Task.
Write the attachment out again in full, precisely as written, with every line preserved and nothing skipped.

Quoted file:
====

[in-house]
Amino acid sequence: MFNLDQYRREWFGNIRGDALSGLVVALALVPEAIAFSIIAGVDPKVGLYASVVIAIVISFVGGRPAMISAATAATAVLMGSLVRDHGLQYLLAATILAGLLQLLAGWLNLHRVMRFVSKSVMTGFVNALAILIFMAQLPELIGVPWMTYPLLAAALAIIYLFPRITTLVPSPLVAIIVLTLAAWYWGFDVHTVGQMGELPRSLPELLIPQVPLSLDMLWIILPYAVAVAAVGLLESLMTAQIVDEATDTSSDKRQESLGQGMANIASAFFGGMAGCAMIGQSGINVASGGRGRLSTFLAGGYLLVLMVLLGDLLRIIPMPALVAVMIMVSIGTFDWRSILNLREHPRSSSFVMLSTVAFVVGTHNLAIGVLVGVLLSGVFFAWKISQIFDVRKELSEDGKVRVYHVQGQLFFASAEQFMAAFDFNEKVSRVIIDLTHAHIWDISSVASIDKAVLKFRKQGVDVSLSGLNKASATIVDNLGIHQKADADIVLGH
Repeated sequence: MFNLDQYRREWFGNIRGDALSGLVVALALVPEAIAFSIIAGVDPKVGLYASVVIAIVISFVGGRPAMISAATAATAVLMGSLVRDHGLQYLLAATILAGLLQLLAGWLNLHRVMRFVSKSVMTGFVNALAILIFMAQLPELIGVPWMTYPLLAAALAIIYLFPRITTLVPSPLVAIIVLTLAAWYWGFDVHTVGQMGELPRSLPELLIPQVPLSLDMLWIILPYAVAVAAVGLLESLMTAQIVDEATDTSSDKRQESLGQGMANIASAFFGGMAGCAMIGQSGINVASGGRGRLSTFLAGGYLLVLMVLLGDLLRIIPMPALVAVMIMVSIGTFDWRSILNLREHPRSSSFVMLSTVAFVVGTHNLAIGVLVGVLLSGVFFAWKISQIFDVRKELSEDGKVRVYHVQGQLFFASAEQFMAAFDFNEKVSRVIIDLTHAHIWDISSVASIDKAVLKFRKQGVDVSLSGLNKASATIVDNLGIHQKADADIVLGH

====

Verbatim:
[in-house]
Amino acid sequence: MFNLDQYRREWFGNIRGDALSGLVVALALVPEAIAFSIIAGVDPKVGLYASVVIAIVISFVGGRPAMISAATAATAVLMGSLVRDHGLQYLLAATILAGLLQLLAGWLNLHRVMRFVSKSVMTGFVNALAILIFMAQLPELIGVPWMTYPLLAAALAIIYLFPRITTLVPSPLVAIIVLTLAAWYWGFDVHTVGQMGELPRSLPELLIPQVPLSLDMLWIILPYAVAVAAVGLLESLMTAQIVDEATDTSSDKRQESLGQGMANIASAFFGGMAGCAMIGQSGINVASGGRGRLSTFLAGGYLLVLMVLLGDLLRIIPMPALVAVMIMVSIGTFDWRSILNLREHPRSSSFVMLSTVAFVVGTHNLAIGVLVGVLLSGVFFAWKISQIFDVRKELSEDGKVRVYHVQGQLFFASAEQFMAAFDFNEKVSRVIIDLTHAHIWDISSVASIDKAVLKFRKQGVDVSLSGLNKASATIVDNLGIHQKADADIVLGH
Repeated sequence: MFNLDQYRREWFGNIRGDALSGLVVALALVPEAIAFSIIAGVDPKVGLYASVVIAIVISFVGGRPAMISAATAATAVLMGSLVRDHGLQYLLAATILAGLLQLLAGWLNLHRVMRFVSKSVMTGFVNALAILIFMAQLPELIGVPWMTYPLLAAALAIIYLFPRITTLVPSPLVAIIVLTLAAWYWGFDVHTVGQMGELPRSLPELLIPQVPLSLDMLWIILPYAVAVAAVGLLESLMTAQIVDEATDTSSDKRQESLGQGMANIASAFFGGMAGCAMIGQSGINVASGGRGRLSTFLAGGYLLVLMVLLGDLLRIIPMPALVAVMIMVSIGTFDWRSILNLREHPRSSSFVMLSTVAFVVGTHNLAIGVLVGVLLSGVFFAWKISQIFDVRKELSEDGKVRVYHVQGQLFFASAEQFMAAFDFNEKVSRVIIDLTHAHIWDISSVASIDKAVLKFRKQGVDVSLSGLNKASATIVDNLGIHQKADADIVLGH